Lightning, Are You Ready?’s new UI (and design paradigm) Lightning Experience (LEX for short), has been making impressions since it was announced. Admins & user’s alike have had over a year now to poke and prod at it with a stick. I even know of a few folks that claim to have LEX turned on in their production orgs for all users.

I get asked all the time, what’s it going to take for us to switch over to LEX in “our org?” And more often my response has been: “It’s not really a question of if you are ready for LEX but is LEX ready for you?”

I don’t say that to bash LEX in anyway — however I feel at times there are many that feel jaded by it. It’s not the most performant thing yet, and yes there are many items that now take more clicks than we as admins and users are used to. To those folks I say, consider this:

Regarding performance: We are asking a “page” to do so, so, so much more than a page has done in the past. I’ve been in IT for over 20 years. Its a vicious circle. There was the mainframe and dumb terminals, then it all moved to desktop apps, then over to client server (a rehash of dumb terminals, if you will), then onto more of a hybrid, then onto web applications, and now we are in the app world, and demanding more of our web experience to behave more like our apps. I daresay it will come around yet again in some evolution and we’ll be off the client and back to the dumb-terminal to server architecture at some point. For now however, we are in some sort of thick client like architecture where much of our heavy lifting happening behind our web pages is now happening in javascript, on our devices when it used to happen at the server and simply show us the results of said backend work. As consumers of technology we begin to demand more and more from what is available and while technology moves at the speed of light, our expectations seem to move even faster — and that is okay! THAT my friends is how things progress. The caveat here is, we need to be patient. It. Will. Get. Better.

Regarding more clicks: As a developer there are times when I think to myself: “How can users be any lazier? Complaining about an extra click or two? After all, data is king and having it organized and clean is worth the extra clicks.” It takes me awhile to snap out of that line of thinking and look at things from the perspective of a user. Our jobs get more and more demanding everyday. “Do more, with less, and do it faster!” so efficiency is king to a user. I get that. Here we are squaring off and being the service oriented people we are, we ease the end-user’s life even when it makes our life a bit more difficult. Eventually we come around and meet somewhere in the middle. This whole thing is a process, it will take time to get things to the point where performing tasks in LEX will be just as efficient in LEX as they are in classic. There are millions of us users, and we all have feedback and opinions, etc. It takes time to process all that collective feedback and jump the technical hurdles currently blocking the way to some of this efficiency, but it will come.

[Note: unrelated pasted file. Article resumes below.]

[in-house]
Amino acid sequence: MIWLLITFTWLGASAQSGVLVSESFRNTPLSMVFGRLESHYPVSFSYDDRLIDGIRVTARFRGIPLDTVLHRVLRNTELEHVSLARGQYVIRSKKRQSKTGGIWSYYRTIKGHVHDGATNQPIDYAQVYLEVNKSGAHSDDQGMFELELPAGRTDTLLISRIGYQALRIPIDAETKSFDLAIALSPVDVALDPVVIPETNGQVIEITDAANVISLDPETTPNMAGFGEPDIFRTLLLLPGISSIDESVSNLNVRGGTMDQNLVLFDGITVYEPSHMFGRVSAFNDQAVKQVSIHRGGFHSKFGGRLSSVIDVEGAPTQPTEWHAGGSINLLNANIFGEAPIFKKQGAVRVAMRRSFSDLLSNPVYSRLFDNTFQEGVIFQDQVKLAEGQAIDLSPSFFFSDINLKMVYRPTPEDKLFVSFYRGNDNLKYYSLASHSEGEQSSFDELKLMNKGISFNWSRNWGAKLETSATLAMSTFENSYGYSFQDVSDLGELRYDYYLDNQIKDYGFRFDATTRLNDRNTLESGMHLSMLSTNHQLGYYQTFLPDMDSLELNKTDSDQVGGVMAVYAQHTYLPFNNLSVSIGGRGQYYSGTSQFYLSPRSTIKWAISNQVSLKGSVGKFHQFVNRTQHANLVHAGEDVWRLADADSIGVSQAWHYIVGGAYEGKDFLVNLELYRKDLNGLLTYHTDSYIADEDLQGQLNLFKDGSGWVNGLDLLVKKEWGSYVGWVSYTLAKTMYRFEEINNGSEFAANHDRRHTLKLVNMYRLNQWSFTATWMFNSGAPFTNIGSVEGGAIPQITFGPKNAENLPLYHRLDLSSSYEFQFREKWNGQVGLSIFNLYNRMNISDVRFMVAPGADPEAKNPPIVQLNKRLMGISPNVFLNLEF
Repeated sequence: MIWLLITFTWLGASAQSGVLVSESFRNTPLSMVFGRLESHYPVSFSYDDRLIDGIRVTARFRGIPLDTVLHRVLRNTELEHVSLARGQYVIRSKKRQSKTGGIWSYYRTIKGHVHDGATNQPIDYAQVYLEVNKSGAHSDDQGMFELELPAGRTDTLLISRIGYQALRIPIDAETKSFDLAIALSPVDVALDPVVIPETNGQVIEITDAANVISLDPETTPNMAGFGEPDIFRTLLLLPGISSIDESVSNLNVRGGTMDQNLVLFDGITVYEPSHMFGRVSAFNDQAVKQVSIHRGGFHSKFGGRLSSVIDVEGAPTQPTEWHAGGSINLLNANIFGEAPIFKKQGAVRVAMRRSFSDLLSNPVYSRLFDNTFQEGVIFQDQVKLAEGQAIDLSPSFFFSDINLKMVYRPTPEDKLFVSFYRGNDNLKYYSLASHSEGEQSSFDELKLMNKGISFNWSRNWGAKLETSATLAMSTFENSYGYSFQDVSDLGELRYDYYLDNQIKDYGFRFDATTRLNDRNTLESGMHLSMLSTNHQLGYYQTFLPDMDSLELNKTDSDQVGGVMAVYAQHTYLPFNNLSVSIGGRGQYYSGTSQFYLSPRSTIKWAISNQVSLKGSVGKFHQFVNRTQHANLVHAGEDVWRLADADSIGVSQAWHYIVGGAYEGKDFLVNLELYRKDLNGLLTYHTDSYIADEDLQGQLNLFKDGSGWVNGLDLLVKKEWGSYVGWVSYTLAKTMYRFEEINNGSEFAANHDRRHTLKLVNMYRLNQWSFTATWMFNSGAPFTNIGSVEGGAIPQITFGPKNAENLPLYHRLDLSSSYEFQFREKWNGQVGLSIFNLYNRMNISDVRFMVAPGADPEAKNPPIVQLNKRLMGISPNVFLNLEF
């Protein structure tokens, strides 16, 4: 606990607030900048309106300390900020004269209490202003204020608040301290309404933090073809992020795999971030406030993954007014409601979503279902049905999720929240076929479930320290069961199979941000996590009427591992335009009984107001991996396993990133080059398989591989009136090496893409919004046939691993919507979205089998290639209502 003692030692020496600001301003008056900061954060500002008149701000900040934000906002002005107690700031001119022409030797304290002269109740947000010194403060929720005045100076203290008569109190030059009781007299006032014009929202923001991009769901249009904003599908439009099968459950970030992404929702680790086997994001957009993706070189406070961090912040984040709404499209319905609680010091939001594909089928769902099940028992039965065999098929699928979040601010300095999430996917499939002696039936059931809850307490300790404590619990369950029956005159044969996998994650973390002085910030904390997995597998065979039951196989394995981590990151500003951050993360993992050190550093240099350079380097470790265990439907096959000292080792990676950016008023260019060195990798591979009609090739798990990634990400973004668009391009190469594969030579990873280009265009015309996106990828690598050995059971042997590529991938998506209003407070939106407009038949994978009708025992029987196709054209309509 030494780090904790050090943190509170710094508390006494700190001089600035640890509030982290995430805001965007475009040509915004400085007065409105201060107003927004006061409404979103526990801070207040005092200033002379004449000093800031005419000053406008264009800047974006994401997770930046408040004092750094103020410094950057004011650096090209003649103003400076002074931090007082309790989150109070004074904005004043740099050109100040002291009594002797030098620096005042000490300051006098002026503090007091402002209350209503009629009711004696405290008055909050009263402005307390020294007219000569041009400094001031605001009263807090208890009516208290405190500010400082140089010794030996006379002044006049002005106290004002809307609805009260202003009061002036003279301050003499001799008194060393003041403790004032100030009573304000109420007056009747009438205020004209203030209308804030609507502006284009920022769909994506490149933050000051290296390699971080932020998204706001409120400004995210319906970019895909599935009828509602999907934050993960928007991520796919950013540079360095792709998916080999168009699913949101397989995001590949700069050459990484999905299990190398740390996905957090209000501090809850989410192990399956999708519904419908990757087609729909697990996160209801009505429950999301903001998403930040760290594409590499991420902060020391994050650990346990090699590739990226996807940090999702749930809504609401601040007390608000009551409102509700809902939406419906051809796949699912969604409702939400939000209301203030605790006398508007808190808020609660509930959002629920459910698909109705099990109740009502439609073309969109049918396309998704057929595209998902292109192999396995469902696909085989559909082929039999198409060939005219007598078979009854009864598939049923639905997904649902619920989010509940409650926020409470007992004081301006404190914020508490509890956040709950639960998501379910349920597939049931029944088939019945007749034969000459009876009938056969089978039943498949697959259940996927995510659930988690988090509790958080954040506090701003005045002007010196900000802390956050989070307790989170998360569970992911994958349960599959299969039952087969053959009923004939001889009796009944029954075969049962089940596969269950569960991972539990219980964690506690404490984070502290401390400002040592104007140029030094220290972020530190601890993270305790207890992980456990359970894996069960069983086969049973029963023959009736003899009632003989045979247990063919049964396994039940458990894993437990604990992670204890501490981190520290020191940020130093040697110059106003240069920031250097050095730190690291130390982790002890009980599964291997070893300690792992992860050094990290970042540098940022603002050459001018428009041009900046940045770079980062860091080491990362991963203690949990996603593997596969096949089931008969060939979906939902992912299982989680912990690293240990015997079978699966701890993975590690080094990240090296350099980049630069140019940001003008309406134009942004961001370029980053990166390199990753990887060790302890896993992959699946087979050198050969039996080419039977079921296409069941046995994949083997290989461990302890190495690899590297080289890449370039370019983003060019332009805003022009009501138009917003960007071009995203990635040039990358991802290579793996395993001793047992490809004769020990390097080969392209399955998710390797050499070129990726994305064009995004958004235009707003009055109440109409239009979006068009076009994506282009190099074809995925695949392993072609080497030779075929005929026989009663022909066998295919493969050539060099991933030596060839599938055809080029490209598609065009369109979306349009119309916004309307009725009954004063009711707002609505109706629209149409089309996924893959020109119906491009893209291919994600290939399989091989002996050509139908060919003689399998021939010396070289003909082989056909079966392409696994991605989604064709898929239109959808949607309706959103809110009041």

Overall, LEX is indeed not ready for most existing clients. Change is never easy and perhaps the hardest element to overcome is the human element. However, LEX WILL BE ready, perhaps not as fast as many would like, certainly not as fast as would probably like — but its a paradigm shift.

It reminds me of my last “Corporate America” job 14 years ago. I had been a linux user since 1995. I loved it, was way more productive using that than using Windows. As a server architecture, particularly for web apps it just made much more sense to me. I made the mistake of preaching its virtue’s to my Microsoft embedded colleagues who never let me hear the end of it (ultimately why I was happy to leave that job — being a pilgrim in an unholy land took its toll on me). “Your toy operating system will never go anywhere, why waste time on such things” — a few short years later, linux in that environment was a constant. It took time for that to make its way, but it certainly made its way.

Rome wasn’t built in a day — LEX will be ready.